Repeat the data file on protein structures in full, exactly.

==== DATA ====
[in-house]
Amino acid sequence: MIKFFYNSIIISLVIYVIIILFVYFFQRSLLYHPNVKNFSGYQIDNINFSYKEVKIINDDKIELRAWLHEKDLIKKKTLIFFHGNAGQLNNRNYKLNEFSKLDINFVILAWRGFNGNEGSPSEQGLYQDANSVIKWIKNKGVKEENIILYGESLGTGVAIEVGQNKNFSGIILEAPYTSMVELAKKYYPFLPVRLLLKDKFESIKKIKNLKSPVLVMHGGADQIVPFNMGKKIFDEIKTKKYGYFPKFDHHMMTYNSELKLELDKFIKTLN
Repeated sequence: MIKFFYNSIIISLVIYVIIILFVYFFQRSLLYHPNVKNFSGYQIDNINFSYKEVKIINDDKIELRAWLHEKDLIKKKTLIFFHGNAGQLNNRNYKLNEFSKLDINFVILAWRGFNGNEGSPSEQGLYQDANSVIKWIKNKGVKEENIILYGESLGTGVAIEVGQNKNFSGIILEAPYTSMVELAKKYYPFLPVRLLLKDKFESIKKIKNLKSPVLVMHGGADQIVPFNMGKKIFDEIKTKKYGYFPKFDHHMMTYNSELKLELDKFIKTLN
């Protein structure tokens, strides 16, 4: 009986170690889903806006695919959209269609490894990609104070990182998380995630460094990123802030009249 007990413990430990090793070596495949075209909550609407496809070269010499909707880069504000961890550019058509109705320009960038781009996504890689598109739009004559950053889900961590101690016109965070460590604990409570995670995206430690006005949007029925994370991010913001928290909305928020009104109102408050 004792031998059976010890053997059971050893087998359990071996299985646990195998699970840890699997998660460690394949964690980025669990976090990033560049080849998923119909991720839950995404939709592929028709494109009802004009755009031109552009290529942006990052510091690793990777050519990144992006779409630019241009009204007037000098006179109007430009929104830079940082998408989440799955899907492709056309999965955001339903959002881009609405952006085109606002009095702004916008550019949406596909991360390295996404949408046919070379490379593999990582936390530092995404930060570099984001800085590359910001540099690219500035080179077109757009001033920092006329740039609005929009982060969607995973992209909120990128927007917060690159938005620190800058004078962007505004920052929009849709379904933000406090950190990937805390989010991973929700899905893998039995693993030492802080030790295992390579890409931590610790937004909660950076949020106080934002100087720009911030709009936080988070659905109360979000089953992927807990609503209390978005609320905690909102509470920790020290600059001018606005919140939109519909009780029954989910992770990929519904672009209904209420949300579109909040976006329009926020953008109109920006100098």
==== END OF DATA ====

[in-house]
Amino acid sequence: MIKFFYNSIIISLVIYVIIILFVYFFQRSLLYHPNVKNFSGYQIDNINFSYKEVKIINDDKIELRAWLHEKDLIKKKTLIFFHGNAGQLNNRNYKLNEFSKLDINFVILAWRGFNGNEGSPSEQGLYQDANSVIKWIKNKGVKEENIILYGESLGTGVAIEVGQNKNFSGIILEAPYTSMVELAKKYYPFLPVRLLLKDKFESIKKIKNLKSPVLVMHGGADQIVPFNMGKKIFDEIKTKKYGYFPKFDHHMMTYNSELKLELDKFIKTLN
Repeated sequence: MIKFFYNSIIISLVIYVIIILFVYFFQRSLLYHPNVKNFSGYQIDNINFSYKEVKIINDDKIELRAWLHEKDLIKKKTLIFFHGNAGQLNNRNYKLNEFSKLDINFVILAWRGFNGNEGSPSEQGLYQDANSVIKWIKNKGVKEENIILYGESLGTGVAIEVGQNKNFSGIILEAPYTSMVELAKKYYPFLPVRLLLKDKFESIKKIKNLKSPVLVMHGGADQIVPFNMGKKIFDEIKTKKYGYFPKFDHHMMTYNSELKLELDKFIKTLN
């Protein structure tokens, strides 16, 4: 009986170690889903806006695919959209269609490894990609104070990182998380995630460094990123802030009249 007990413990430990090793070596495949075209909550609407496809070269010499909707880069504000961890550019058509109705320009960038781009996504890689598109739009004559950053889900961590101690016109965070460590604990409570995670995206430690006005949007029925994370991010913001928290909305928020009104109102408050 004792031998059976010890053997059971050893087998359990071996299985646990195998699970840890699997998660460690394949964690980025669990976090990033560049080849998923119909991720839950995404939709592929028709494109009802004009755009031109552009290529942006990052510091690793990777050519990144992006779409630019241009009204007037000098006179109007430009929104830079940082998408989440799955899907492709056309999965955001339903959002881009609405952006085109606002009095702004916008550019949406596909991360390295996404949408046919070379490379593999990582936390530092995404930060570099984001800085590359910001540099690219500035080179077109757009001033920092006329740039609005929009982060969607995973992209909120990128927007917060690159938005620190800058004078962007505004920052929009849709379904933000406090950190990937805390989010991973929700899905893998039995693993030492802080030790295992390579890409931590610790937004909660950076949020106080934002100087720009911030709009936080988070659905109360979000089953992927807990609503209390978005609320905690909102509470920790020290600059001018606005919140939109519909009780029954989910992770990929519904672009209904209420949300579109909040976006329009926020953008109109920006100098």